Some local two-way conversions have been completed already. Parts of N, Third, 19th and 21st streets, among others, have been converted from two ways to one. Now, activists have more suggestions for what streets to convert next, including Fifth, Ninth, 10th, I, J, P and Q streets.

At University Art, manager Dave Saalsaa says he’s “open to the idea” of converting J Street from one way to two. His main doubts are hinged on concerns about how such a project might affect traffic in the surrounding area.

“For our type of business, this would slow down traffic and give us exposure from both directions,” Saalsaa said. “It would help bring people into the city core, not just help them get out.”

Installing traffic lights down J Street could slow the traffic, if dividing the road winds up not being a suitable option. “The only thing is, people tend to gun it on the yellow light,” Saalsaa said. The speed of traffic, and accidents, are a concern for Saalsaa, and for good reason: Three times in his years as manager of the store, a vehicle has careened off of J Street and crashed into the front of the shop.

The Midtown Business Association’s executive director, Emily Baime Michaels, likens crossing J Street to crossing a freeway. Pedestrian and bicycle traffic would increase if J Street was slowed and divided, she says, and businesses that rely on pedestrian traffic would directly benefit.

“We find that the pedestrian experience on J Street is not as desirable as it could be if traffic moved slower on that street,” Michaels said. “J Street’s primary focus seems to be on moving people through Midtown rather than to our destinations in Midtown.”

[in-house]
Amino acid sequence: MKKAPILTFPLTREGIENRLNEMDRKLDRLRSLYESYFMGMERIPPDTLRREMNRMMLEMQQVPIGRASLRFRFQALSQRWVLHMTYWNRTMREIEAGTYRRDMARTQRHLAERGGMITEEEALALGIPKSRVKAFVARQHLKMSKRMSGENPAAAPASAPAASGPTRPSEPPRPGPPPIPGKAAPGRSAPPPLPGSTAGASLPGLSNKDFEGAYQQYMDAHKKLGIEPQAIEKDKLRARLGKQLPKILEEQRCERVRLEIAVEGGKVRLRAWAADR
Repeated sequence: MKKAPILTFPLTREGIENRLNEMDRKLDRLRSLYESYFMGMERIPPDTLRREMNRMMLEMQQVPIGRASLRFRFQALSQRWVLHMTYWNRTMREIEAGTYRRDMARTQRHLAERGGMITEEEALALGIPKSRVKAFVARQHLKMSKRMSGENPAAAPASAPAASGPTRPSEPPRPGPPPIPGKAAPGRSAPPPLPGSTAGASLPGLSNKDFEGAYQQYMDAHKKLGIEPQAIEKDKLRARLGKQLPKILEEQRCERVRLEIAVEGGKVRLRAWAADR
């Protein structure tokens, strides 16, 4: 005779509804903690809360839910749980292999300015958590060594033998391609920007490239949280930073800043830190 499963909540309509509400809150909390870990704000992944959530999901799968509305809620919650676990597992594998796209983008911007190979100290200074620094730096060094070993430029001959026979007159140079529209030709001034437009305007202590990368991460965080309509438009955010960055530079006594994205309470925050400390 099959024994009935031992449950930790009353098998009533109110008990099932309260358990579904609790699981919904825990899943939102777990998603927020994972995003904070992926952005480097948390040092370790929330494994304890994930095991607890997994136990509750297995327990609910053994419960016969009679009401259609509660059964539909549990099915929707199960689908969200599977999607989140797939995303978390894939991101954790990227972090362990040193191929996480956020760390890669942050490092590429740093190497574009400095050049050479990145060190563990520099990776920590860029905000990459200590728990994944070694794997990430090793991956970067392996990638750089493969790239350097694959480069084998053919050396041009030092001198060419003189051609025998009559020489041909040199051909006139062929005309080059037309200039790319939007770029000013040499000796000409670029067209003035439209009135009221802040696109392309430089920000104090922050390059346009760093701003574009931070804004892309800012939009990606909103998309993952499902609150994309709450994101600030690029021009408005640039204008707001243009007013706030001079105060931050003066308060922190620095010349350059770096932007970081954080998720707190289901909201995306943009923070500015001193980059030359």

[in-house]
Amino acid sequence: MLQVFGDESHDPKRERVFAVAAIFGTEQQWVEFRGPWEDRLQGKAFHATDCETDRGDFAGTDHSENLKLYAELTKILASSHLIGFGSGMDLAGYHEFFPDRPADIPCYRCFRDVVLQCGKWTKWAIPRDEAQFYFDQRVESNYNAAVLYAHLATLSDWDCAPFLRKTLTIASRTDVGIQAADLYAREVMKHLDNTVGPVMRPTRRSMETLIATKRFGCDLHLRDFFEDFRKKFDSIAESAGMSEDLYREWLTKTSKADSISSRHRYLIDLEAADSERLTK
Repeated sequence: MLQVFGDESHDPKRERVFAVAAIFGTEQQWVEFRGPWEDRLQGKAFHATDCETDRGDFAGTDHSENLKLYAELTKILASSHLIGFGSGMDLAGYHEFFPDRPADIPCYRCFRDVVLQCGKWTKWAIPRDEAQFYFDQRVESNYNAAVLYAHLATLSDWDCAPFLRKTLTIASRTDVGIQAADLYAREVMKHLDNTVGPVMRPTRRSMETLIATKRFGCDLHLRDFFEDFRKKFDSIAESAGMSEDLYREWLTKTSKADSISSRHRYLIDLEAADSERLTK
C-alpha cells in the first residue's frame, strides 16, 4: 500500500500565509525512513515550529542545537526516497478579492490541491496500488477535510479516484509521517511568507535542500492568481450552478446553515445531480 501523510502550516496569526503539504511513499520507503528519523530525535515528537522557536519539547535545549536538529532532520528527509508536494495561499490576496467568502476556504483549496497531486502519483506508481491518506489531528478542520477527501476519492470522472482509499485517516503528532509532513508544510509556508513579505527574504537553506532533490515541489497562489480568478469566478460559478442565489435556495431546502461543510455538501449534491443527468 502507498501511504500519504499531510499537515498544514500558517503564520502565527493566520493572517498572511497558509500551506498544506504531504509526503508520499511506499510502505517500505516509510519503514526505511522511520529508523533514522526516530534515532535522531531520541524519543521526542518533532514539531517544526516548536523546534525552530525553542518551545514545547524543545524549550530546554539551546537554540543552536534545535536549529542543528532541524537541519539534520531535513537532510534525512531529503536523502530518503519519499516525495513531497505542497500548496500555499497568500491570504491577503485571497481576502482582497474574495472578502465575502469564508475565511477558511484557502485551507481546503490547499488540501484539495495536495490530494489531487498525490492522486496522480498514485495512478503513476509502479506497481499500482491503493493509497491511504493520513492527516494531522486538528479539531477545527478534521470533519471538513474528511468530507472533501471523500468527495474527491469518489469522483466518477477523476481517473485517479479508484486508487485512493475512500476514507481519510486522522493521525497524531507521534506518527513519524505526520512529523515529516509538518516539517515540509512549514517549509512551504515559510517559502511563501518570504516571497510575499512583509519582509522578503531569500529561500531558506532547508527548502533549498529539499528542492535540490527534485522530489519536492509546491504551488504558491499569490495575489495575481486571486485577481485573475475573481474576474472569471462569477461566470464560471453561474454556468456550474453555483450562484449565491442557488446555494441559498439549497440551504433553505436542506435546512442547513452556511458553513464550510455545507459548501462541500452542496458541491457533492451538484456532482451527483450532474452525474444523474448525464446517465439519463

J Street could become “a walkable urban village,” Michaels says, if it is properly retrofitted.

Converting a street from one way to two can be as simple as putting paint on the asphalt but is usually more complicated and expensive, requiring alteration of existing traffic signals and other infrastructure, according to the Department of Trasportation’s senior planner Sparky Harris.

He says the city will consider turning one-way streets into two-ways but is currently uncertain whether such measures will provide a net benefit to Sacramentans. A downtown transportation study, to be completed late next year, will analyze what specific changes to the existing street design might best facilitate the patterns of locals. Harris acknowledges that locals are spending more time in the city core than they were in the era when the region’s freeways—and one-way street connections—were first built.

“The trend of people moving outside the city is reversing, and it makes sense to see if the grid is working for people who live, work and play in the downtown,” he said. “One-way streets are typically designed to move traffic faster over long distances. Now, we’ve got a whole different take on moving people through and into the city.”